Ways Communities Can Lower Crime


When it comes to lowering crime rates, law enforcement is only part of the equation. There are important ways that communities can help reduce crime.

Strong Social Ties

Communities where people have strong social ties have lower rates of violent crime. In these communities, people look out for their neighbors, which creates a sense of safety and trust.

Shared public facilities in the community, such as parks, recreation centers, and community centers, can play an important role in forging ties among community residents. If these places are seen as unsafe, turning them into hubs for community activities may require several steps. For example:

  • Police intervention can reduce and deter crime in public spaces by focusing on chronic offenders and on spots with the most criminal activity.
  • Community organizations, government officials, and individual residents can become involved in fixing up parks and public buildings.
  • Encouraging community members to come together to do volunteer work in these hubs will strengthen their ties to the community and to each other.

Youth Involvement

The U.S. Department of Justice encourages youth to become involved in crime prevention in their communities. Some of the ideas that the DOJ offers for projects that young people can plan and implement are

  • producing anti-drug radio public service announcements aimed at their peers;
  • working in groups on community clean-up projects;
  • helping senior citizens with their errands;
  • repairing playgrounds;
  • performing plays, videos, puppet shows, or other forms of entertainment that encourage younger kids to avoid drugs; and
  • getting training in mediation and helping others resolve their differences.

Forging stronger social ties with neighbors, using public spaces, and planning or working on volunteer projects within the community all help knit together a strong social fabric. When people feel proud of their communities and are actively involved in making their communities better, they have a strong incentive to ensure their communities are safe,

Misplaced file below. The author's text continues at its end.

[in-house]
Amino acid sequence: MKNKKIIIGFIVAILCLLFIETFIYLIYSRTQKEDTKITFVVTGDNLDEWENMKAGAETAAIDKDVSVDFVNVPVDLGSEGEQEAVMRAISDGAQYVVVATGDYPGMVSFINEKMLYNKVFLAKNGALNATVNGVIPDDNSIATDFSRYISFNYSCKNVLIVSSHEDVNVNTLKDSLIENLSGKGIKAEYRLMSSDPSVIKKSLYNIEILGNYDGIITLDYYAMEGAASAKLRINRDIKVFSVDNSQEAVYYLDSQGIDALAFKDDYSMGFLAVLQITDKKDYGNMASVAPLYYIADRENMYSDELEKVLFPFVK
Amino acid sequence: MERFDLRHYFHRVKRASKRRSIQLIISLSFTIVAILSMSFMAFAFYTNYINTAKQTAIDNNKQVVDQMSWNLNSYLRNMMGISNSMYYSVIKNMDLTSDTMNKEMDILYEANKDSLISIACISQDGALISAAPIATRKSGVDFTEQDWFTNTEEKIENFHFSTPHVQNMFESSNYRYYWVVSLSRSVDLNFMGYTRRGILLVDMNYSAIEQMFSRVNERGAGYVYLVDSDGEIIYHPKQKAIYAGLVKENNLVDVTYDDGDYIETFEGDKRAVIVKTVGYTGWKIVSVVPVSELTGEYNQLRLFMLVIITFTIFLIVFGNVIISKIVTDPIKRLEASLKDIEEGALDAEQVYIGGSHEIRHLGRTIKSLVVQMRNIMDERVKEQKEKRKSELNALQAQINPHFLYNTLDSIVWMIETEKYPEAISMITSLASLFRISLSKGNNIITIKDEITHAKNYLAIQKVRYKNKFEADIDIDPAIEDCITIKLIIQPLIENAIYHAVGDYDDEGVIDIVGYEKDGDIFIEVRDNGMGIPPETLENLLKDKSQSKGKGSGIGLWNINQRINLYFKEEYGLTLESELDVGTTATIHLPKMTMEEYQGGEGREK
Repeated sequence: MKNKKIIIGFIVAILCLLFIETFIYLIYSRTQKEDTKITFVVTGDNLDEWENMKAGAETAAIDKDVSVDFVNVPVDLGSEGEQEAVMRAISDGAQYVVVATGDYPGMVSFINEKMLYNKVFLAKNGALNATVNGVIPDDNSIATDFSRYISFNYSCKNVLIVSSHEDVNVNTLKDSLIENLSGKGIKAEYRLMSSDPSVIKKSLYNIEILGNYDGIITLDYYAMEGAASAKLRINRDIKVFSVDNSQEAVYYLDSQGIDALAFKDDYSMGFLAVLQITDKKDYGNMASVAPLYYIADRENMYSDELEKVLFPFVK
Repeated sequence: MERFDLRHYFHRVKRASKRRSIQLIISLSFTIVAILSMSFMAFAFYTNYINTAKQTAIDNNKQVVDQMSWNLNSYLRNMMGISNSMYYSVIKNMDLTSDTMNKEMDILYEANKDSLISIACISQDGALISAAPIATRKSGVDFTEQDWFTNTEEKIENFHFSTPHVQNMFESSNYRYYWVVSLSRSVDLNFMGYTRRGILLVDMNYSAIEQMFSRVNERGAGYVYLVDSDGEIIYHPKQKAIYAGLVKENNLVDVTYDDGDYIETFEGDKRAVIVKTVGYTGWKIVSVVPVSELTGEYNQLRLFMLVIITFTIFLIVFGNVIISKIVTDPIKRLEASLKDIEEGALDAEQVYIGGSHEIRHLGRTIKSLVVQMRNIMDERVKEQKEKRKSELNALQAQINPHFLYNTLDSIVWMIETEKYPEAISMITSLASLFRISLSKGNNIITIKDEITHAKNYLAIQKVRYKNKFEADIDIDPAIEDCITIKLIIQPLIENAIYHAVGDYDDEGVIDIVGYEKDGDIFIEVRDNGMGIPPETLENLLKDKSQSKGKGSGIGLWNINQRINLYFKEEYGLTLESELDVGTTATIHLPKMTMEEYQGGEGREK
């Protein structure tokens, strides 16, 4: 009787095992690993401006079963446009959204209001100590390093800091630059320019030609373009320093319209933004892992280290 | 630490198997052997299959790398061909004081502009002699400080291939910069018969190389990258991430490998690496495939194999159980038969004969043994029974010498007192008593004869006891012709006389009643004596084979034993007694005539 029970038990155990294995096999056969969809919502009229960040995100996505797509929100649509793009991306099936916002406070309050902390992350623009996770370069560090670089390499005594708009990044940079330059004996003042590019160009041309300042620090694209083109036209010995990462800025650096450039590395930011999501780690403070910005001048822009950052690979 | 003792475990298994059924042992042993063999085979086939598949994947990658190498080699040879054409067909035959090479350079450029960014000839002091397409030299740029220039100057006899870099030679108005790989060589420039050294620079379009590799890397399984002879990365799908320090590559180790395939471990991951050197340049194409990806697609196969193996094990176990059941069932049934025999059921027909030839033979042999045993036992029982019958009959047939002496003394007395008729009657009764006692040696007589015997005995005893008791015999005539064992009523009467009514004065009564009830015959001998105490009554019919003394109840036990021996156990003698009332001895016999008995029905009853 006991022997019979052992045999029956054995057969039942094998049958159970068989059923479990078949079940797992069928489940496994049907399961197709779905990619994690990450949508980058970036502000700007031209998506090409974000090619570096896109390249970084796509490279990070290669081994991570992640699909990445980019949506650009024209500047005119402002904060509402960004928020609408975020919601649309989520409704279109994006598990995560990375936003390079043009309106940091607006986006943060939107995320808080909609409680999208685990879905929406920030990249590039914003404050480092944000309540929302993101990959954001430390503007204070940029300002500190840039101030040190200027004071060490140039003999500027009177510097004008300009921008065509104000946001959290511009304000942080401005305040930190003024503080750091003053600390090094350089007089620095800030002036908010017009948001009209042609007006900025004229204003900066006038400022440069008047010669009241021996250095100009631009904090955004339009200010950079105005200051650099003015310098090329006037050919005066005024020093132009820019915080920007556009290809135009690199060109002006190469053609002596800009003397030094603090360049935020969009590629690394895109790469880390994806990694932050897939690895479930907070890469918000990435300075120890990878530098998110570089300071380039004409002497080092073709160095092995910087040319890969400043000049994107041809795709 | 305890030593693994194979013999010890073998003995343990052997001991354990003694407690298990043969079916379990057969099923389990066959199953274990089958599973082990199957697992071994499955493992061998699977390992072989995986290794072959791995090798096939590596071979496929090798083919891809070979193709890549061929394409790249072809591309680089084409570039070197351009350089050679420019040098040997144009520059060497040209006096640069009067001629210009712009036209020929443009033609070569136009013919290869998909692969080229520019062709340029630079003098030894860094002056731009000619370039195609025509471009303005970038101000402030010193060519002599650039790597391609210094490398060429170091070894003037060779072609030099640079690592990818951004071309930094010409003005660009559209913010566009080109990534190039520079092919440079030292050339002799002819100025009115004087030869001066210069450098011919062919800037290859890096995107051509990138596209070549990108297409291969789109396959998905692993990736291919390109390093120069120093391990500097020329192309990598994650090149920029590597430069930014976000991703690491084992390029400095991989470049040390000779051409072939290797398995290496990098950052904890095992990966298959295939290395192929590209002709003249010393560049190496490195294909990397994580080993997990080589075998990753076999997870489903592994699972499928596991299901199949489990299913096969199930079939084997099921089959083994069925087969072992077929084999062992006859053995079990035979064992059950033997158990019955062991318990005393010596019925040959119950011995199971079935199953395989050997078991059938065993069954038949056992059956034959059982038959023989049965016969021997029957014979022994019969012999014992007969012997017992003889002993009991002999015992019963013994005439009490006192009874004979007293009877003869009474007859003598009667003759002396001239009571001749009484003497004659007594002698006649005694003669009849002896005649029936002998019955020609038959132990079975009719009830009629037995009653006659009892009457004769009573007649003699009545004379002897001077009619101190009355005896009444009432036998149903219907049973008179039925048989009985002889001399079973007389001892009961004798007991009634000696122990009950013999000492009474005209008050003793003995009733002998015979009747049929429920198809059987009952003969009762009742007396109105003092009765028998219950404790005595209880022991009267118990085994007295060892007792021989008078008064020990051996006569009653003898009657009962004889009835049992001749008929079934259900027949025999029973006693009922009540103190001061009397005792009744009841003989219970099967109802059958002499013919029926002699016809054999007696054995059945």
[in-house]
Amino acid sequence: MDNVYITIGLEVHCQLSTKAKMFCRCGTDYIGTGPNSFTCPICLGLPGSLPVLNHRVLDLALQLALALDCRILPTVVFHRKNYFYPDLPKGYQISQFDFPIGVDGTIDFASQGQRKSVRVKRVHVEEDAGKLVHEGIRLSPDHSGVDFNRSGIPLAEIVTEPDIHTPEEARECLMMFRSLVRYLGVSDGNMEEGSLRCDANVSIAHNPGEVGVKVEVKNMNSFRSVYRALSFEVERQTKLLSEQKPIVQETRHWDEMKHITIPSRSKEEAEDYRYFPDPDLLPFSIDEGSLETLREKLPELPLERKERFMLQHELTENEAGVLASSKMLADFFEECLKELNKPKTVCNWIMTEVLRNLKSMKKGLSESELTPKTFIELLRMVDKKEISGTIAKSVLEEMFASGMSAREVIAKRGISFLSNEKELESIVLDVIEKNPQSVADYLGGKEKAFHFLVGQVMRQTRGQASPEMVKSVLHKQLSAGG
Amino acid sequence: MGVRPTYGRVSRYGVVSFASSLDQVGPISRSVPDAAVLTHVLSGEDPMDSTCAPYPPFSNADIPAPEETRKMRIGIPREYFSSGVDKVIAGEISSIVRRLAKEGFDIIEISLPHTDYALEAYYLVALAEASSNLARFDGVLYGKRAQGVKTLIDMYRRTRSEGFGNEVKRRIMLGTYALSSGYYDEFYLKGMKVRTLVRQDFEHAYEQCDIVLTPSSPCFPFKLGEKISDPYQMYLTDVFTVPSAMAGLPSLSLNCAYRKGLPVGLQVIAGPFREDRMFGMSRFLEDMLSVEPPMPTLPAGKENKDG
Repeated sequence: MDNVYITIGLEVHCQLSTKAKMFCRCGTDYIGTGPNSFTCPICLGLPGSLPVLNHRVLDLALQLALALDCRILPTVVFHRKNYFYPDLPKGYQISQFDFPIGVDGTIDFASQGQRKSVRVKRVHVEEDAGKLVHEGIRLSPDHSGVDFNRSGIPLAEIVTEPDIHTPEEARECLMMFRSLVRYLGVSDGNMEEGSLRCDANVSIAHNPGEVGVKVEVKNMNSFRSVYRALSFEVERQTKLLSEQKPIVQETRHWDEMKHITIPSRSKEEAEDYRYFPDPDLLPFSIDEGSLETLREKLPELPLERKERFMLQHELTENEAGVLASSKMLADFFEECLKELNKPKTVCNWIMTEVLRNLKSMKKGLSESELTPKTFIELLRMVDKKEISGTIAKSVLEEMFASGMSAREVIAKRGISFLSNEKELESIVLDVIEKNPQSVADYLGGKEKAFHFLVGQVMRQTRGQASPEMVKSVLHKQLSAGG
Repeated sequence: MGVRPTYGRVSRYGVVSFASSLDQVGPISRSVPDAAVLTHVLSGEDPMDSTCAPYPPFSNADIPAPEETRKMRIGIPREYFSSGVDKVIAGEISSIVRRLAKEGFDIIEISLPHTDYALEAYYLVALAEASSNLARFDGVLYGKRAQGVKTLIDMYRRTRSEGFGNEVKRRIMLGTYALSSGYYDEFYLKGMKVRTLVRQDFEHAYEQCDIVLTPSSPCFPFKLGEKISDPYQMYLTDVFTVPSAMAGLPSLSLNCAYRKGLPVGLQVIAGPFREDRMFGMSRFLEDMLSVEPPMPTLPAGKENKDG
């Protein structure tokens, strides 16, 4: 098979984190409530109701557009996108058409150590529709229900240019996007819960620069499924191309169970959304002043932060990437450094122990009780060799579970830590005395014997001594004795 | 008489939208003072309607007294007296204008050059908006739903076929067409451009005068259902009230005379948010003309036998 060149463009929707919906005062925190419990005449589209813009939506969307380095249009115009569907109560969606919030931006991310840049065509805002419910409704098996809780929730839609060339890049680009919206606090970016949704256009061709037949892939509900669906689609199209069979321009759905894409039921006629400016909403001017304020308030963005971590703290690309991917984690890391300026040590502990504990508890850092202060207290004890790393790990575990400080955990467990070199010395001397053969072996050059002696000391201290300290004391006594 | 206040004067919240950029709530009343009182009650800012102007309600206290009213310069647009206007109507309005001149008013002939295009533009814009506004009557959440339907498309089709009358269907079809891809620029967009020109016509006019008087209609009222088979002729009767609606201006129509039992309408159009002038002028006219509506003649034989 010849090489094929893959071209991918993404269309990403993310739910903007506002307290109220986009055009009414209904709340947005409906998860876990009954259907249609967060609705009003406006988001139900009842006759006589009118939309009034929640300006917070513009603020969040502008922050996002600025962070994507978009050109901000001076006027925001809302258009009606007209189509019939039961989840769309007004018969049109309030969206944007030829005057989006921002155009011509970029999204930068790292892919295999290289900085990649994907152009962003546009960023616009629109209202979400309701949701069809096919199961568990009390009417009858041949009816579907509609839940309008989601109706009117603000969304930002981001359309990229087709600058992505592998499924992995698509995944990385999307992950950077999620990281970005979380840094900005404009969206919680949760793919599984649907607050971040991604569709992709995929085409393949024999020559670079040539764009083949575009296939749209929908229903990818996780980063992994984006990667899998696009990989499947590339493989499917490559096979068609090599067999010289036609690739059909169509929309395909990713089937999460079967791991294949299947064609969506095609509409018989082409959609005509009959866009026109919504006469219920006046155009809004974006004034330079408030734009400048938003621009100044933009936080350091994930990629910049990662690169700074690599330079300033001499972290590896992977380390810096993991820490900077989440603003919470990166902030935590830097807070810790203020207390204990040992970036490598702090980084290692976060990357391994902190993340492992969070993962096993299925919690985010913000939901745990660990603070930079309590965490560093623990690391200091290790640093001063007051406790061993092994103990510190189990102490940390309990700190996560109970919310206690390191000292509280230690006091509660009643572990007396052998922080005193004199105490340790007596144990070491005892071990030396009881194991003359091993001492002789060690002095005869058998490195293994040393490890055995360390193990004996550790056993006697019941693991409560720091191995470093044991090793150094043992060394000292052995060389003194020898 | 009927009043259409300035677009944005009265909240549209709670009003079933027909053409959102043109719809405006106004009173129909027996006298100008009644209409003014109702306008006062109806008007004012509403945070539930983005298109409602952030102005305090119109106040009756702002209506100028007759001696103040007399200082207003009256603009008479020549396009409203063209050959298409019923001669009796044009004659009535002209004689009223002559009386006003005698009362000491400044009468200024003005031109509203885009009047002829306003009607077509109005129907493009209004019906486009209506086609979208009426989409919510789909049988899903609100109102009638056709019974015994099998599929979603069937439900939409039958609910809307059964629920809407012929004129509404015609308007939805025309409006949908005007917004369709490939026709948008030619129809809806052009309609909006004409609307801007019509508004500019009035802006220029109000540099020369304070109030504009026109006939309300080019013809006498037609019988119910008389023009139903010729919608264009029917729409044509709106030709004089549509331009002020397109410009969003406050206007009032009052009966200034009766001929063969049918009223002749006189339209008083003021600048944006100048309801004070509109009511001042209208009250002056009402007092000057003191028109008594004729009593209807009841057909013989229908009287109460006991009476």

The National Initiative for Building Community Trust and Justice

Another way that communities can help lower crime is to resolve tensions between local residents and law enforcement. The U.S. Attorney General has said that he believes “forging strong bonds and establishing trust between America’s law enforcement officials and the communities we serve is critical to maintaining the public safety gains we have achieved in recent years.”

The National Initiative for Building Community Trust and Justice, which the DOJ announced in September 2014, will test and evaluate strategies designed to build trust between residents and police. When community members and law enforcement officials work together in a spirit of cooperation and mutual trust, everyone benefits, and communities become safer places to live and to work.

Wave of the Future

Students pursuing degrees in criminology and criminal justice will learn more about the cutting-edge research and pilot programs that demonstrate how residents can make their own communities safer. Interest in community-based crime-reduction programs is likely to continue to be strong in the immediate and intermediate-term future, as many of these programs are not only cost-effective but also give local residents a feeling of control over their own communities and lives.